FERGUS – Education union members from across Wellington County rallied outside of Wellington-Halton Hills MPP Ted Arnott’s downtown office here on May 24.
Members of the Ontario Secondary School Teachers Federation (OSSTF), Elementary Teachers Federation of Ontario (ETFO), Canadian Union of Public Employees (CUPE) and Ontario English Catholic Teachers’ Association (OECTA) rallied to raise awareness of proposed government changes to education.
“In general there have been several different cuts throughout the spring that we’re concerned about,” said OSSTF district president Paul Rawlinson. He mentioned increases in class sizes and student funding ratios as well as cuts to funding for specialty programs.
“It’s a culminating effect of all of those cuts that we’re trying to figure out how the system absorbs that without hurting our kids,” he said.
Perth-Wellington MPP Randy Pettapiece said the groups have the right to protest but he disagreed there have been cuts.
“The minister is proposing changes to the curriculum, changes to other things … I think if you look at the overall budget on education, we’ve increased it by $700 million and we’ve also put $1.6 billion in teacher job projection,” said Pettapiece.
ETFO president Gundi Barbour said she’s concerned about the 53 Upper Grand District School Board elementary teachers who were laid off this spring.
Pettapiece said the notices are sent out every year.
“It’s part of their union contract that these notices have to be sent out,” Pettapiece said. “The budgets were sent out for the school board … two or three weeks ago.
“Once they get through that the true number of teachers that they’ll be using will be there.”
Barbour said she’s also worried about a central programs collapse which means English as a second language (ESL) programs, special education (spec ed) supports, guidance counsellors, etc.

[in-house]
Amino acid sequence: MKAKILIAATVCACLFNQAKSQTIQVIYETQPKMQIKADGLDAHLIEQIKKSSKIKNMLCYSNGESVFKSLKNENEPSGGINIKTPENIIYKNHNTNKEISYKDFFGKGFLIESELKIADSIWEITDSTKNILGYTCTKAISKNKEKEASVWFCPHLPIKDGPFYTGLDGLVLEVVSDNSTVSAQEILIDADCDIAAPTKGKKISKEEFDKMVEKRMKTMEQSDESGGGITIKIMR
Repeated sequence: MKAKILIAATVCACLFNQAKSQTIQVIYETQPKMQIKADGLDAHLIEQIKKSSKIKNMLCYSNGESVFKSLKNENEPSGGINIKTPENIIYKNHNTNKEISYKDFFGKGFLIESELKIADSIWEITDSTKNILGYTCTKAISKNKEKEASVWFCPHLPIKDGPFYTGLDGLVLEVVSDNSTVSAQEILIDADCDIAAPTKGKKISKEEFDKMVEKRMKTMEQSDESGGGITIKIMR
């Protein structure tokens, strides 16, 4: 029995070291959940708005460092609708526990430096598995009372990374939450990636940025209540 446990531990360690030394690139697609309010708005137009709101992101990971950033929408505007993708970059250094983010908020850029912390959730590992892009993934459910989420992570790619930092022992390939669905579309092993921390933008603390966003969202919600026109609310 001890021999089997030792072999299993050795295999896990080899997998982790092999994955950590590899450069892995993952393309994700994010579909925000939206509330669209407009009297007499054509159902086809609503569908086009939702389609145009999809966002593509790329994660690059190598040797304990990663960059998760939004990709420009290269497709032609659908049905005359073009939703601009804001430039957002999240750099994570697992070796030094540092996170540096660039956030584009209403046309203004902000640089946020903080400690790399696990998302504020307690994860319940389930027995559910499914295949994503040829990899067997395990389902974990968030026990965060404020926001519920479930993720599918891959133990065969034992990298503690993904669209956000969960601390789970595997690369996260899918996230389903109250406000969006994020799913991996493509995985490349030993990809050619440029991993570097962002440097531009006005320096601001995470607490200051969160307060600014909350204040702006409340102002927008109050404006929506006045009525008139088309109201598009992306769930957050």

“Right now [the board is] still looking and examining to see if there’d be enough funding to be able to support that,” she said.
“In elementary we might end up with no ESL teachers and no guidance counsellors, no support for spec ed students, extra support, in other words direction for their teachers.”
Barbour said cuts to social services could also impact students and education.
“That directly impacts the classroom because you don’t have any supports for teachers and you don’t have any supports for families,” she said.
Andrew Aloe is also part of the ETFO but he represents occasional teachers. His concern is a lack of educational assistance for occasional teachers who enter established classrooms.
“A teacher will be in a classroom and once in a while they go on leave because it’s just too much for them,” he said. “My long-term occasional teacher will go in that class and after several months they will experience a lot of the same issues.”
Without educational assistant support, Aloe said those occasional teachers move their attention to the students, who need their attention, and they are unable to provide the programming necessary for the rest of the students.
Aloe is also concerned the government will change the regulation that allows them to be hired based on their skill and through a defined process, rather than who they know.
For David Delduca of of the Ontario English Catholic Teachers’ Association with the Wellington Catholic District School Board, the biggest concern is job loss.
“The difficult task that we’re having right now trying to move teachers around,” he said.
“The ones who were not supposed to lose jobs, there are people who will end up losing permanent status and that is unacceptable.”
However, Pettapiece said he thinks the government is “doing a pretty good job with the constraints we have fiscally for the education system.”
He said people get worried when there are changes.
“But I think if you look at the overall program and what our government is trying to do, I think that’s what has to be done,” Pettapiece said.
“You have to look at the overall program. I think that the minister and Premier (Doug) Ford have said that there will be no job losses and I take them at their word.”
Barbour urged those who are not in favour of the cuts the new government is implementing to contact their local MPPs.
“That’s how they’re going to make their voices heard because if we wait until the cuts have been implemented then it will be too late,” she said.